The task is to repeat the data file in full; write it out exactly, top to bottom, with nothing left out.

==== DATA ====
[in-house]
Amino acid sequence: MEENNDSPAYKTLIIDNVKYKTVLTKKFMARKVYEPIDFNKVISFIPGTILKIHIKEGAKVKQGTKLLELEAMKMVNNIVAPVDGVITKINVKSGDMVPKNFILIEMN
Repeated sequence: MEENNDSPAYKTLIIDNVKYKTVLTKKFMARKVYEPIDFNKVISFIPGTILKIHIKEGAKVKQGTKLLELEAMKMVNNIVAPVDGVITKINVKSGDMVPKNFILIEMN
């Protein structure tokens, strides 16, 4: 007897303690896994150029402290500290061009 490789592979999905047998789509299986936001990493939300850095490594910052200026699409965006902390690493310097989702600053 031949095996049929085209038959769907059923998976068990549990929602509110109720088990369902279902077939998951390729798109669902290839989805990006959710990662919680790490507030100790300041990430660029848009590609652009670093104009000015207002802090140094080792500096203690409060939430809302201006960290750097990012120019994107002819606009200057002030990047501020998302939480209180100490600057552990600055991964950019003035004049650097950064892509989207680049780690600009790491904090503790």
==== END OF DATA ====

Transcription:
[in-house]
Amino acid sequence: MEENNDSPAYKTLIIDNVKYKTVLTKKFMARKVYEPIDFNKVISFIPGTILKIHIKEGAKVKQGTKLLELEAMKMVNNIVAPVDGVITKINVKSGDMVPKNFILIEMN
Repeated sequence: MEENNDSPAYKTLIIDNVKYKTVLTKKFMARKVYEPIDFNKVISFIPGTILKIHIKEGAKVKQGTKLLELEAMKMVNNIVAPVDGVITKINVKSGDMVPKNFILIEMN
């Protein structure tokens, strides 16, 4: 007897303690896994150029402290500290061009 490789592979999905047998789509299986936001990493939300850095490594910052200026699409965006902390690493310097989702600053 031949095996049929085209038959769907059923998976068990549990929602509110109720088990369902279902077939998951390729798109669902290839989805990006959710990662919680790490507030100790300041990430660029848009590609652009670093104009000015207002802090140094080792500096203690409060939430809302201006960290750097990012120019994107002819606009200057002030990047501020998302939480209180100490600057552990600055991964950019003035004049650097950064892509989207680049780690600009790491904090503790």